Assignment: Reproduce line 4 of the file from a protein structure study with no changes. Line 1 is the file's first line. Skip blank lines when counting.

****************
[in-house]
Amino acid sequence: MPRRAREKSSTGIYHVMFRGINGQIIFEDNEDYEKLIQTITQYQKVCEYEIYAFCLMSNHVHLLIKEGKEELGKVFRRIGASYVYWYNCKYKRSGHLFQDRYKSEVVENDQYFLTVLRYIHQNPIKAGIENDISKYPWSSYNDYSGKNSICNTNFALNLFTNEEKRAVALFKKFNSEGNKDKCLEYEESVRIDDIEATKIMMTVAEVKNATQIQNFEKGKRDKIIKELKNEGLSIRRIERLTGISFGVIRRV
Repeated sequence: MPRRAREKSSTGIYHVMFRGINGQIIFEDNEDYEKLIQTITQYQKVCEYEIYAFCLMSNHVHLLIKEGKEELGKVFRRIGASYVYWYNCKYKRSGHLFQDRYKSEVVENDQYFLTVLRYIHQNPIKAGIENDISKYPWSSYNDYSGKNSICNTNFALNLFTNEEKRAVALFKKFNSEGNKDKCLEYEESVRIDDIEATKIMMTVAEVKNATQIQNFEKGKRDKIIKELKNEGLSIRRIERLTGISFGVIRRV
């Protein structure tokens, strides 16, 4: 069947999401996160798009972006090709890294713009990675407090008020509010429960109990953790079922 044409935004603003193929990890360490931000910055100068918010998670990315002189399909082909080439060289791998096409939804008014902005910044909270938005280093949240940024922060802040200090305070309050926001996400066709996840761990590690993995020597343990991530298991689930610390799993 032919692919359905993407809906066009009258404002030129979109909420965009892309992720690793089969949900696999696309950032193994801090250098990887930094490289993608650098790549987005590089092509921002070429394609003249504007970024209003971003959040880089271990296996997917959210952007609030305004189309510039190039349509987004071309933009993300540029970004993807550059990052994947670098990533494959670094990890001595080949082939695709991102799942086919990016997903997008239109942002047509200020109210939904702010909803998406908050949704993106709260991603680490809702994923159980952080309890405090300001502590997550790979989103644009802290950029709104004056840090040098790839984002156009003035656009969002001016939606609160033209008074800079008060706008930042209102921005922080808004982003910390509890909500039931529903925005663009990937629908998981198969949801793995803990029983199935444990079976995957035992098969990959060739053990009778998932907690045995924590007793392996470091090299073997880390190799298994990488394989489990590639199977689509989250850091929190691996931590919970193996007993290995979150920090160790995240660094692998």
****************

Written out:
């Protein structure tokens, strides 16, 4: 069947999401996160798009972006090709890294713009990675407090008020509010429960109990953790079922 044409935004603003193929990890360490931000910055100068918010998670990315002189399909082909080439060289791998096409939804008014902005910044909270938005280093949240940024922060802040200090305070309050926001996400066709996840761990590690993995020597343990991530298991689930610390799993 032919692919359905993407809906066009009258404002030129979109909420965009892309992720690793089969949900696999696309950032193994801090250098990887930094490289993608650098790549987005590089092509921002070429394609003249504007970024209003971003959040880089271990296996997917959210952007609030305004189309510039190039349509987004071309933009993300540029970004993807550059990052994947670098990533494959670094990890001595080949082939695709991102799942086919990016997903997008239109942002047509200020109210939904702010909803998406908050949704993106709260991603680490809702994923159980952080309890405090300001502590997550790979989103644009802290950029709104004056840090040098790839984002156009003035656009969002001016939606609160033209008074800079008060706008930042209102921005922080808004982003910390509890909500039931529903925005663009990937629908998981198969949801793995803990029983199935444990079976995957035992098969990959060739053990009778998932907690045995924590007793392996470091090299073997880390190799298994990488394989489990590639199977689509989250850091929190691996931590919970193996007993290995979150920090160790995240660094692998």